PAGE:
From Genghis Khan to Belt and Road: The Uncertain Future of Central Asia

FILE -In this Friday, July 4, 2008, file photo, a woman walks away from a yurt on a goat farm on the outskirts of Ulan Bator, Mongolia. (AP Photo/Robert F. Bukaty, File)
FILE -In this Friday, July 4, 2008, file photo, a woman walks away from a yurt on a goat farm on the outskirts of Ulan Bator, Mongolia. (AP Photo/Robert F. Bukaty, File)

Joseph V. Micallef is a best-selling military history and world affairs author, and keynote speaker. Follow him on Twitter @JosephVMicallef.

The Eurasian plain is the largest geographic feature on continental earth. It stretches across two continents: from the North Sea almost to the Pacific Ocean. Its heart is the vast central Asian steppe.

To the sophisticated civilizations that surrounded it, the Eurasian steppe was a wild and primitive region. Inhabited by tough nomads that eked out a living as herders, it was a place of little consequence. The enormous mineral resources of the region were either unknown or beyond the technology of the times.

Occasionally charismatic leaders emerged that could unite the disparate tribes of the region. Over time, Scythians and Huns, Avars, Mongols and Turks, among others, ravaged the sedentary civilizations that surrounded them; with far-reaching historical consequences.

The most famous of the Eurasian steppe conquerors were the Mongols. Under Genghis (Chinggis) Khan, and his descendants, the Mongols carved out an empire that stretched from the Pacific to the Danube and from the Baltic to the Persian Gulf. Only the British Empire in the 20th century exceeded it in size.

Between the 18th and 20th centuries, most of the Eurasian steppe would come under the control of Russia and later the Soviet Union. During the Soviet period, Moscow expanded its control west to the Elbe River and south to include Outer Mongolia and the ancient Emirate of Bukhara.

Soviet control of the Eurasian steppe, however, did not survive the breakup of the USSR. In the west, the Russian state retreated eastward of the Dnieper river. In central Asia, a host of independent states emerged between the Sea of Azov and Lake Baikal. Wedged into the northeastern quadrant of this newly liberated steppe is Mongolia.

Mongolia: A Geopolitical History

Mongolia is the last remnant of what was once the Mongol Empire. The country did not exist prior to Genghis Khan. That makes Genghis the founder of both Mongolia and the Mongol Empire.

Modern Mongolia corresponds to the region called Outer Mongolia. It lies between the Gobi Desert and Lake Baikal. It is the core of a larger, historic, Mongol state that comprised the Mongol speaking people of central Asia.

Inner Mongolia, the region south of Mongolia, includes much of the Gobi Desert. It is bounded by the Amur River in the east, Mongolia and Russia to the west and the Great Wall to the south. It is an autonomous region of the People's Republic of China.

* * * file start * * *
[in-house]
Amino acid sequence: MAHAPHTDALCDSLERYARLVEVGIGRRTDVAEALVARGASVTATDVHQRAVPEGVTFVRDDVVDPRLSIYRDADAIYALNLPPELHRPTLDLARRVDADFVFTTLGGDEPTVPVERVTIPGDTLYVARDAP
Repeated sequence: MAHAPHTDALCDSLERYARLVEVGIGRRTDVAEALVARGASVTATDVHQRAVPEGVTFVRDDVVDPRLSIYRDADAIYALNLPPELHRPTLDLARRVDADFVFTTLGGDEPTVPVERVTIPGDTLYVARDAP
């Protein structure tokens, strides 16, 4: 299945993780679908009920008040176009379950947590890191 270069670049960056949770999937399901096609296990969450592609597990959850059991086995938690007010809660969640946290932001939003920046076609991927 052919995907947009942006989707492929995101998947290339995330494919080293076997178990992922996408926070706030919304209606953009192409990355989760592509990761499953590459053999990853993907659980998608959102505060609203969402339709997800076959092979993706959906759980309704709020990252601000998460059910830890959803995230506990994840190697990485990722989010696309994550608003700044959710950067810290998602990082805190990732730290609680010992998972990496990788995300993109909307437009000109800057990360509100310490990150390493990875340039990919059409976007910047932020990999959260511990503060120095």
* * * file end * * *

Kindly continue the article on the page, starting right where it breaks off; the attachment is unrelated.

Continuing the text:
The Buryat Republic lies between Mongolia's northern border and Lake Baikal. Once part of Mongolia, it was annexed by Russia pursuant to treaties with China in 1689 and 1727.

The Mongol Empire in China collapsed when the Mongols were overthrown by the Ming dynasty in 1368. Mongol power was curbed but not broken. Raids against China would continue for the next three centuries. Periodically, the Mongol tribes would unite under a charismatic leader, but they would never again overrun their neighbors.

In 1636, the Mongol tribes in Inner Mongolia agreed to submit to the Manchu Qing dynasty. In 1691, they were followed by the Mongol tribes in Outer Mongolia. At the same time an expanding Russian state pushed into the region. Mongolia became the border between the Russian and Chinese empires for the next two centuries.

Mongolia declared its independence from China after the collapse of the Qing dynasty in 1911. It was re-occupied by the Chinese in 1919. Eventually, it came under the control of Bolshevik and Mongolian forces. The communist inspired Mongolian People's Republic would remain closely aligned with the USSR for the next seven decades.

Long after the end of the Mongol Empire, both Russia and China remained fearful of a resurgent Mongolia. As the largest ethnic group in Siberia, Moscow was concerned that Mongolia might reclaim its historic territory of Buryat and possibly look to expand into Siberia.

Beijing was equally concerned that a resurgent Mongolia would reclaim Inner Mongolia.

Both countries had experienced Mongol nationalism and conquest, an experience that left a lasting historical legacy. Like the division of post-WWII Germany between Russia and the US, Mongolia was divided between Soviet controlled and Chinese controlled zones.

Following the collapse of the Soviet Union, Mongolia conducted a peaceful democratic revolution in 1990. This led to a new constitution in 1992, a multiparty system, and the adoption of a market led economy. The country is relatively democratic, although government corruption remains a persistent problem.

Between the Dragon and the Bear

Like its central Asian neighbors, Mongolia is rich in natural resources. Tavan Tolgoi, the world's largest coking and thermal coal deposit, has estimated reserves of over seven billion tons. The Oyu Tolgoi (Turquoise Hill) copper and gold mine is among the largest new mines in the world. There are additional deposits of gold, tungsten, oil and gas, tin, uranium and molybdenum.

China's rare-earth geologic belt extends well into Mongolia. Significant rare-earth mineral deposits have already been identified there. Given Beijing's threats to restrict the export of rare-earths, Mongolia's deposits may prove to be of significant interest to the US and its allies. Moreover, at an average value of $60,000 per ton, most rare-earths have a sufficient value-to-weight ratio to allow them to be shipped by air and avoid transit through either China or Russia.